A Prayer Beyond Walls

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O God,

When our great-great grandparents were living,

Their children were taken away.

When our great-grandparents were breathing,

Their children were taken from their homes.

When our grandparents had their being,

The children were taken.

When our parents walked,

Some of them did not know who they were,

For they were among those who had been taken.


We, whose bones were across borders,

Wept, and You were witness.


They told us, “We will take your children,

We will take your future. We will take your blood.

We will kill the brown in them. We will make them

Look like us, but not be equal to us.”

This is the price we paid for crying for justice.


O God, you were a witness.

To their tears, and our cries.


Millions were lost, stolen from their homes.

We did not know until we saw the empty blankets.

We were powerless, for we had no voice.

There was the sound of crying, but no ears to hear.


O God, you were a witness. 

When the children were taken, they took the children of God.


And now, after this also,

They have taken the children of others.

Ninos in Dios. The children of God.

God’s babies. The ones who toddle toward God.


We don’t know what to do, but our eyes are upon you.

But we remember our old songs, and our faith.

We come to stand before You. We are witnesses for our brothers and sisters.

We come to stand: Our men, women, and our children.

And our eyes are upon You. 

O God, you are a witness. These are your people.

We cannot touch these children to whom we are related by ancient bones.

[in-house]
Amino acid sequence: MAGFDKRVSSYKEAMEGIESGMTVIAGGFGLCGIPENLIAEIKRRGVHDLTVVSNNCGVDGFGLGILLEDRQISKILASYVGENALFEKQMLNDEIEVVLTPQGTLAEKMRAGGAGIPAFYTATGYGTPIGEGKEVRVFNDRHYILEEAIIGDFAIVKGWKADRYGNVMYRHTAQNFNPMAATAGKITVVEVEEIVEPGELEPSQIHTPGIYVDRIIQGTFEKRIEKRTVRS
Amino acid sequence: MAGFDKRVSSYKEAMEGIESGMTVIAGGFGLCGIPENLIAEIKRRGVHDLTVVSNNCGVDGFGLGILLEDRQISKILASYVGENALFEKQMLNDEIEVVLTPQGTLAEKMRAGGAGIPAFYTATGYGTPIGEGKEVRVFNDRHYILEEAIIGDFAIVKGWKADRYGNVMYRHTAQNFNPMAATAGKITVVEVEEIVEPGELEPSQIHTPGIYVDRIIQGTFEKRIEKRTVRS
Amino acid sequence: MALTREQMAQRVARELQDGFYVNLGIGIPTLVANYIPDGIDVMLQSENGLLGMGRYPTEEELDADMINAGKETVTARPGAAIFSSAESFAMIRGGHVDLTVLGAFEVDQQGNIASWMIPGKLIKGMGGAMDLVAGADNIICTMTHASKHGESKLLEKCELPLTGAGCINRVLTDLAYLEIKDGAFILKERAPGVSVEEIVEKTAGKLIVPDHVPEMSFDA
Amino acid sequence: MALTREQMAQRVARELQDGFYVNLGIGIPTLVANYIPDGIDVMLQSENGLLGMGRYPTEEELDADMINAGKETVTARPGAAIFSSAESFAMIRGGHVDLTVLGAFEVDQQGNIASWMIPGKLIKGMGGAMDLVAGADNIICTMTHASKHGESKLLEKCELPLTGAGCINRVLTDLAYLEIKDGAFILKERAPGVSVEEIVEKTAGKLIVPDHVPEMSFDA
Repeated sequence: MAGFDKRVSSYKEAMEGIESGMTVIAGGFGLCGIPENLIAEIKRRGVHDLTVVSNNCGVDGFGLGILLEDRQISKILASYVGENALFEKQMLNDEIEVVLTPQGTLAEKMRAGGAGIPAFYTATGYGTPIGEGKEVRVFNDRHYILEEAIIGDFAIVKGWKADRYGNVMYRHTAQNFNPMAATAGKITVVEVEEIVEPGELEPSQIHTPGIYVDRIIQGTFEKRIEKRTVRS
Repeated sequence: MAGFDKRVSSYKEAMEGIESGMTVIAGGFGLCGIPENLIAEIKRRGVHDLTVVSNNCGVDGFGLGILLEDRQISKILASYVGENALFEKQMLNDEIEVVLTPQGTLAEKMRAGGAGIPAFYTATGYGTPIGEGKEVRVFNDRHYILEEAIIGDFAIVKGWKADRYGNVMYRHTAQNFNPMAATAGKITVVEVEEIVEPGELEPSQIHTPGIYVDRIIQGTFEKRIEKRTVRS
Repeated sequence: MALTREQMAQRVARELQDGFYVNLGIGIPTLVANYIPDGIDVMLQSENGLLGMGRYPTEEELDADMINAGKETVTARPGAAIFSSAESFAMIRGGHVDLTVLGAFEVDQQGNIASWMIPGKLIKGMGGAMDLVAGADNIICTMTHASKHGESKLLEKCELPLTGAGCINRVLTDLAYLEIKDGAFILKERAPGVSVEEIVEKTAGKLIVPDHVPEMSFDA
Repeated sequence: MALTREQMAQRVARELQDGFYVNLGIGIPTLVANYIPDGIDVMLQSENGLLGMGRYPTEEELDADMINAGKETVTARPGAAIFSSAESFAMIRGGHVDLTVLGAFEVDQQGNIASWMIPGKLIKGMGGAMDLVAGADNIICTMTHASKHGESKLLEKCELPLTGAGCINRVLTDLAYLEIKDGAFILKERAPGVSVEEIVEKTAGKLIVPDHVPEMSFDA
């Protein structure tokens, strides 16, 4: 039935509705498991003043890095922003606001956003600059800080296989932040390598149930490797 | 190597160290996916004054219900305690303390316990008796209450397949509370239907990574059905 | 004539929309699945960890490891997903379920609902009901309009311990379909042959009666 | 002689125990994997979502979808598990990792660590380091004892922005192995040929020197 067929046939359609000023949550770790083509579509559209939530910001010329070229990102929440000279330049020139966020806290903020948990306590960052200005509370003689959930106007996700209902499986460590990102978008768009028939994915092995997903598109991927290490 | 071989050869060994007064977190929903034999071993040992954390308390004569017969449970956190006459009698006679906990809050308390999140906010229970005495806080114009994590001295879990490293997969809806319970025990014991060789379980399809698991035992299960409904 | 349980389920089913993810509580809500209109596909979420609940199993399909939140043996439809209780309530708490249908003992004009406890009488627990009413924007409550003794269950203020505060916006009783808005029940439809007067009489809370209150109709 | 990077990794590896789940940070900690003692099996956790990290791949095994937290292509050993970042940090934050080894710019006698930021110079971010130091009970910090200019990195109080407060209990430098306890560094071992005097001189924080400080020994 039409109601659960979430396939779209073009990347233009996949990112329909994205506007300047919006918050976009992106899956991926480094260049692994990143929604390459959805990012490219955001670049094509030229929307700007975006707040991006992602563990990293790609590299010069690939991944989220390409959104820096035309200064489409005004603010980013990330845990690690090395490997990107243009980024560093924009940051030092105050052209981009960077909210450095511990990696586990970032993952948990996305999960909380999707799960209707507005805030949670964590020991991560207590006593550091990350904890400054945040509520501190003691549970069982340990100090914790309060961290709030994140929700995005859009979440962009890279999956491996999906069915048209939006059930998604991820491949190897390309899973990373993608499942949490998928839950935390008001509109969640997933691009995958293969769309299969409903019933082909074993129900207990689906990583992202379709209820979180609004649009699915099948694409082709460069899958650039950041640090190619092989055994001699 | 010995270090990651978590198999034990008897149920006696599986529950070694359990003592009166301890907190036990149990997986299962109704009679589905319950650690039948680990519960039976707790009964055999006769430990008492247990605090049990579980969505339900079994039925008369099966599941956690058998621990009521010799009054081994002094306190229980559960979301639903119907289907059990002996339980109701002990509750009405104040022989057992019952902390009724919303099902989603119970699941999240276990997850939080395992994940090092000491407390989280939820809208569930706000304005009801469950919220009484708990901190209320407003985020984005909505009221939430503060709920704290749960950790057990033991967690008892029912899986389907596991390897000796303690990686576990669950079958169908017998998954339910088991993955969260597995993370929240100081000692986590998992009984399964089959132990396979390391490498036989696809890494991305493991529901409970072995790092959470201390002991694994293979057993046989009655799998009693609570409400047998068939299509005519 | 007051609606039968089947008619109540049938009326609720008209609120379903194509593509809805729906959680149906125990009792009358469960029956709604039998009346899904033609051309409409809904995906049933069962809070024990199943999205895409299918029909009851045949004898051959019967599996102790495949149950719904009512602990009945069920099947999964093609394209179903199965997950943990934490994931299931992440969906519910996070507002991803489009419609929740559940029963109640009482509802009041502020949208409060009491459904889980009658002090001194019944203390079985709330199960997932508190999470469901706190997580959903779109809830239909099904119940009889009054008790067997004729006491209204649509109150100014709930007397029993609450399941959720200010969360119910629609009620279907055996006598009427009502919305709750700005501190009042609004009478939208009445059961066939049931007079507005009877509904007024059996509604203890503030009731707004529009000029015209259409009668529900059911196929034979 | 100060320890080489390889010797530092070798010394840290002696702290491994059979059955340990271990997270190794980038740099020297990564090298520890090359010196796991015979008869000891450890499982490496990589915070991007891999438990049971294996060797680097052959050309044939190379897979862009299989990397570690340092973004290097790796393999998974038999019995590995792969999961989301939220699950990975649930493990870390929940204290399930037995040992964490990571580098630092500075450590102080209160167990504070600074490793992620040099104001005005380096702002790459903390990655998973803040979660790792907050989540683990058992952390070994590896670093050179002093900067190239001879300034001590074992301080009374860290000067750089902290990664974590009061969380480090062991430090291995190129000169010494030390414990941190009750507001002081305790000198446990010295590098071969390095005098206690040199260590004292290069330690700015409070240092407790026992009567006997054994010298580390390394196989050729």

We cannot comfort their mothers, or strengthen their fathers.


Take this singing, O God, in a circle around us.

Take these prayers like smoke in the wind.

Take it through walls where children are kept. 

Take it through barbed wire and metal fence.

Take it across borders to those who cry for justice.

Take it to ears that refuse to hear, but can be opened.

Let this prayer and singing be as a blanket this moment.


Make these prayers and singing like a whirlwind, O God.

Make our tears as courage, and our standing as a testimony.

We who have survived are witnesses that there is no border,

To justice when God is wounded. 

You will not leave your children nameless,

Or your infants in captivity. 


We are witnesses, O God, to the powerful,

That You alone are power.

We are witnesses, O God,

That you are a witness.



Ray Buckley, a Native American of Lakota/Tilingit/Scottish descent, is a United Methodist author, illustrator, storyteller and poet living in the Alaska Conference.

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Native American scholar Henrietta Mann (left) and leaders of The United Methodist Church’s Oklahoma Indian Missionary Conference, the Revs. Donna Pewo (center) and David Wilson, conduct a prayer ceremony for immigrant children held at the Casa Padre detention facility in Brownsville, Texas. The three prayed in a grassy median outside the facility, a former Walmart. It is the largest shelter in the U.S. for minors caught crossing the border illegally. Photo by Mike DuBose, UMNS.

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